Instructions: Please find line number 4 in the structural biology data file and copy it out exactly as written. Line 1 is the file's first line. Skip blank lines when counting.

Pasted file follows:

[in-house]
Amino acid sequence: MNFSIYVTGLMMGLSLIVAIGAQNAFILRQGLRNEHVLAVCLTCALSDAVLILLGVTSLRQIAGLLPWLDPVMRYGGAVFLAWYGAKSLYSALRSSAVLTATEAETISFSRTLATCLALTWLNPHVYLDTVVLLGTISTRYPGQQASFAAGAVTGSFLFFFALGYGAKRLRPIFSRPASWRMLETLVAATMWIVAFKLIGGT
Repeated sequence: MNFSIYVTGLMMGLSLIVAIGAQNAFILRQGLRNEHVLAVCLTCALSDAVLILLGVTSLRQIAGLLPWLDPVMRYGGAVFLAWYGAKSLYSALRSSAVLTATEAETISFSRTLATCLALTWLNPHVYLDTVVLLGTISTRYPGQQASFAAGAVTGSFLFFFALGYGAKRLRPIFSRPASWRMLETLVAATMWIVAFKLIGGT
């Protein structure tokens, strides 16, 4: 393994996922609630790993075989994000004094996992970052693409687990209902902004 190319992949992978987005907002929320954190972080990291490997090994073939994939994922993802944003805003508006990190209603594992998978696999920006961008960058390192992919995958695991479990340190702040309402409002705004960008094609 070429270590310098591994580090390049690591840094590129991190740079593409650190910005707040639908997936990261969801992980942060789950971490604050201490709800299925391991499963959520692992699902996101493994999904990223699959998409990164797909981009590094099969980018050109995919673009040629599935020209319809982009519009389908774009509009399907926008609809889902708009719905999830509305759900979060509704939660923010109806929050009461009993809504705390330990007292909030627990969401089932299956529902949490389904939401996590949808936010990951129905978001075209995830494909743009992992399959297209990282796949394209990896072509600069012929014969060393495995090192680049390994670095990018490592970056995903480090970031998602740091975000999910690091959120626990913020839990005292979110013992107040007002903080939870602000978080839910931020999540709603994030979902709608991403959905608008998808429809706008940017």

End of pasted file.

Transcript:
């Protein structure tokens, strides 16, 4: 393994996922609630790993075989994000004094996992970052693409687990209902902004 190319992949992978987005907002929320954190972080990291490997090994073939994939994922993802944003805003508006990190209603594992998978696999920006961008960058390192992919995958695991479990340190702040309402409002705004960008094609 070429270590310098591994580090390049690591840094590129991190740079593409650190910005707040639908997936990261969801992980942060789950971490604050201490709800299925391991499963959520692992699902996101493994999904990223699959998409990164797909981009590094099969980018050109995919673009040629599935020209319809982009519009389908774009509009399907926008609809889902708009719905999830509305759900979060509704939660923010109806929050009461009993809504705390330990007292909030627990969401089932299956529902949490389904939401996590949808936010990951129905978001075209995830494909743009992992399959297209990282796949394209990896072509600069012929014969060393495995090192680049390994670095990018490592970056995903480090970031998602740091975000999910690091959120626990913020839990005292979110013992107040007002903080939870602000978080839910931020999540709603994030979902709608991403959905608008998808429809706008940017």